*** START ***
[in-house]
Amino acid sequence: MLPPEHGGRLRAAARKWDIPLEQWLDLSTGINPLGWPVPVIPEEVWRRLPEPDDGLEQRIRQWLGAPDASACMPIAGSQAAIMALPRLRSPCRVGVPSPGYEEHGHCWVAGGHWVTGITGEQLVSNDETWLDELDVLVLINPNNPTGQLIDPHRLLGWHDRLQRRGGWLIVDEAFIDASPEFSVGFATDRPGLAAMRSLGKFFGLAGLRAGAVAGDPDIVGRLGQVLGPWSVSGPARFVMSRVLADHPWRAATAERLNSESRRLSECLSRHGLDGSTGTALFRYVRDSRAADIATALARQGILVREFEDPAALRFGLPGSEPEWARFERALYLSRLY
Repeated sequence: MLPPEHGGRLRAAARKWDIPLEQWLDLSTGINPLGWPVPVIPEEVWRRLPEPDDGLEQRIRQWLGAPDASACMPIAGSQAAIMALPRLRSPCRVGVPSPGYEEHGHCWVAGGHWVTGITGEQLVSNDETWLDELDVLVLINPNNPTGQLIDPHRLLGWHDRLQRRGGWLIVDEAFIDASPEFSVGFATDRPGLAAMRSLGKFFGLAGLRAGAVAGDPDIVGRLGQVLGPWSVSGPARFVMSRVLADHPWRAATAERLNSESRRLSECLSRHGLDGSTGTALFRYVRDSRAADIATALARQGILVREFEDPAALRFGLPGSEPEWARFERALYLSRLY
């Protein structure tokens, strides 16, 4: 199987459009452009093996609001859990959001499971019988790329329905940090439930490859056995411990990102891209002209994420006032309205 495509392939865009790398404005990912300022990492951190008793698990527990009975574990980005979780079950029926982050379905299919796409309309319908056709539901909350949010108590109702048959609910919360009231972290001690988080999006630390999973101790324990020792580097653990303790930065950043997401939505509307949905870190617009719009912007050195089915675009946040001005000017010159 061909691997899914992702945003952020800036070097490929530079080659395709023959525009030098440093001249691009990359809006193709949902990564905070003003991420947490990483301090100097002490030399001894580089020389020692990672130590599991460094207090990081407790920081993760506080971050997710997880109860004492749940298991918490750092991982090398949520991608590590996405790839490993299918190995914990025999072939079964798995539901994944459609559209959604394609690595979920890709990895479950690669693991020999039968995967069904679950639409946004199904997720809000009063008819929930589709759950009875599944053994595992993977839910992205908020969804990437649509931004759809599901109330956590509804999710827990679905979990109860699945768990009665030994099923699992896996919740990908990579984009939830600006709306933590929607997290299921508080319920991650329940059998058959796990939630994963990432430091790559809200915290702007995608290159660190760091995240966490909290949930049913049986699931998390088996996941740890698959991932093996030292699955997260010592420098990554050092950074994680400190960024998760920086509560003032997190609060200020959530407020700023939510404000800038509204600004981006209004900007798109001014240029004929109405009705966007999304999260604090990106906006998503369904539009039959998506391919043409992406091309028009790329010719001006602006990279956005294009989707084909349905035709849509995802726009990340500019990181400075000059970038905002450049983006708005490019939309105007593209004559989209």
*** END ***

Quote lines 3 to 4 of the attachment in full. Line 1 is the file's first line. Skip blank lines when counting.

Repeated sequence: MLPPEHGGRLRAAARKWDIPLEQWLDLSTGINPLGWPVPVIPEEVWRRLPEPDDGLEQRIRQWLGAPDASACMPIAGSQAAIMALPRLRSPCRVGVPSPGYEEHGHCWVAGGHWVTGITGEQLVSNDETWLDELDVLVLINPNNPTGQLIDPHRLLGWHDRLQRRGGWLIVDEAFIDASPEFSVGFATDRPGLAAMRSLGKFFGLAGLRAGAVAGDPDIVGRLGQVLGPWSVSGPARFVMSRVLADHPWRAATAERLNSESRRLSECLSRHGLDGSTGTALFRYVRDSRAADIATALARQGILVREFEDPAALRFGLPGSEPEWARFERALYLSRLY
């Protein structure tokens, strides 16, 4: 199987459009452009093996609001859990959001499971019988790329329905940090439930490859056995411990990102891209002209994420006032309205 495509392939865009790398404005990912300022990492951190008793698990527990009975574990980005979780079950029926982050379905299919796409309309319908056709539901909350949010108590109702048959609910919360009231972290001690988080999006630390999973101790324990020792580097653990303790930065950043997401939505509307949905870190617009719009912007050195089915675009946040001005000017010159 061909691997899914992702945003952020800036070097490929530079080659395709023959525009030098440093001249691009990359809006193709949902990564905070003003991420947490990483301090100097002490030399001894580089020389020692990672130590599991460094207090990081407790920081993760506080971050997710997880109860004492749940298991918490750092991982090398949520991608590590996405790839490993299918190995914990025999072939079964798995539901994944459609559209959604394609690595979920890709990895479950690669693991020999039968995967069904679950639409946004199904997720809000009063008819929930589709759950009875599944053994595992993977839910992205908020969804990437649509931004759809599901109330956590509804999710827990679905979990109860699945768990009665030994099923699992896996919740990908990579984009939830600006709306933590929607997290299921508080319920991650329940059998058959796990939630994963990432430091790559809200915290702007995608290159660190760091995240966490909290949930049913049986699931998390088996996941740890698959991932093996030292699955997260010592420098990554050092950074994680400190960024998760920086509560003032997190609060200020959530407020700023939510404000800038509204600004981006209004900007798109001014240029004929109405009705966007999304999260604090990106906006998503369904539009039959998506391919043409992406091309028009790329010719001006602006990279956005294009989707084909349905035709849509995802726009990340500019990181400075000059970038905002450049983006708005490019939309105007593209004559989209």